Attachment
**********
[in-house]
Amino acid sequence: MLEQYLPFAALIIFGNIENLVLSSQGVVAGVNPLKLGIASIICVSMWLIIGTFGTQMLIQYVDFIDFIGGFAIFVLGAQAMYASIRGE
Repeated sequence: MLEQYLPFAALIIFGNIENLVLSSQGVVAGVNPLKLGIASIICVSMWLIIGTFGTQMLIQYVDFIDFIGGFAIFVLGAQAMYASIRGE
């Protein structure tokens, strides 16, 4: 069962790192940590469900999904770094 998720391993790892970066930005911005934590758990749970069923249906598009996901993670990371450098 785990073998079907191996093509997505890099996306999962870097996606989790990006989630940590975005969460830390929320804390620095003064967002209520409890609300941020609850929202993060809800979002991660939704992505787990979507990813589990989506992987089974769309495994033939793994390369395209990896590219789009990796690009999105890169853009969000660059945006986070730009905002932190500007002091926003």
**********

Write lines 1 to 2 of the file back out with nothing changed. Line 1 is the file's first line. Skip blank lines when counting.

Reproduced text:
[in-house]
Amino acid sequence: MLEQYLPFAALIIFGNIENLVLSSQGVVAGVNPLKLGIASIICVSMWLIIGTFGTQMLIQYVDFIDFIGGFAIFVLGAQAMYASIRGE